This is one in a series of articles where we look at Maryland's juvenile justice system
By HOLLY NUNN
CUMBERLAND, Md. (May 30, 2011) Jennifer Younker knows that people raise their eyebrows when she tells them she's helping one of her girls become a tattoo artist.
To people outside the Allegany County Girls Group Home, which Younker runs, it might seem an unusual profession for Britteny Robinson, an 18-year-old girl who has been in the juvenile justice system since she was 12.
But Younker believes that it's important for adults in the system to "meet girls where they are."
"We know these girls," Younker said. "We can meet their needs in an individualized way."
The group home, set on top of a wooded hill in Cumberland, houses up to nine girls from across the state for seven to 12 months each - girls who have histories of truancy, running away, theft, or assault.
Robinson is approaching her eighth month in the home. She's been in and out of detention, different treatment programs, and house arrest in her Baltimore home for years prior to her time in the group home.
Robinson will leave the group home with her GED and a marketable skill. Younker and the staff recognized her artistic talent and helped her purchase a tattoo gun, needles and ink.
"When I go home, I won't have to worry about being broke. I have a lot of stuff waiting for me at home."
Making money is what got Robinson in the system. She said she was selling drugs and stealing things out of cars.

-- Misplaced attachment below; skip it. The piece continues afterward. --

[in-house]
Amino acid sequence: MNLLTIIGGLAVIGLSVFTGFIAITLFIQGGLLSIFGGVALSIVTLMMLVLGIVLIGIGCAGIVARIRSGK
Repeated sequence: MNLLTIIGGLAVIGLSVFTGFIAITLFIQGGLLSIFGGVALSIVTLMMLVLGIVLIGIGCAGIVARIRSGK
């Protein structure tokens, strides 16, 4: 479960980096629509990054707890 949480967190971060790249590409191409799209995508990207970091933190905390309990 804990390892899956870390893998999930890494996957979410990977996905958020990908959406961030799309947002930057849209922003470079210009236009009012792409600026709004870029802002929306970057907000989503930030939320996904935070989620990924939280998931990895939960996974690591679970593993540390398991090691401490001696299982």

"This place definitely helped me grow up. Some people do care," Robinson said.
The Allegany County Girls Group Home, and 10 others like it throughout the state, is one option available to girls in the juvenile justice system.
Girls who cannot stay with their families because of issues in the home or because they need treatment, are sent to shelters like Graff Shelter for Girls in Boonsboro, therapeutic group homes, or foster care focused on mental health or drug-related issues. Others are detained in places like Alfred D. Noyes Children's Center in Rockville, a secure co-ed detention facility, or Thomas J.S. Waxter Children's Center in Laurel, the only locked all-girls detention and treatment facility in Maryland.
Since 2007, the Juvenile Justice Monitoring Unit, an independent watchdog agency within the office of the attorney general, has cited deficient services and programming for girls in the system, as well as major problems within department-run facilities like Waxter and Noyes. The monitor has called for more gender-responsive programming and training for employees, and razing and rebuilding both Noyes and Waxter.
Most of the girls staying at the group home in Cumberland have spent time at one or both of the facilities before being sent there.
Advocates say that, for the 11,000 girls that are referred to the department every year, there are major deficiencies in the system. While only a small fraction of those girls will end up in committed programs at Waxter, or in group homes, advocates say the system doesn't provide an adequate range of services for girls.
"One good group home is a drop in the bucket when you look at what we owe our kids," said Sonia Kumar of the American Civil Liberties Union of Maryland, who has worked extensively with girls in the state's juvenile justice system. "We have to be able to respond in a truly individualized way for each kid, based on her story and her needs, and we can't do that without having a range of services and programs. Otherwise, we just put kids in programs because that's what we have, not because it's what they need."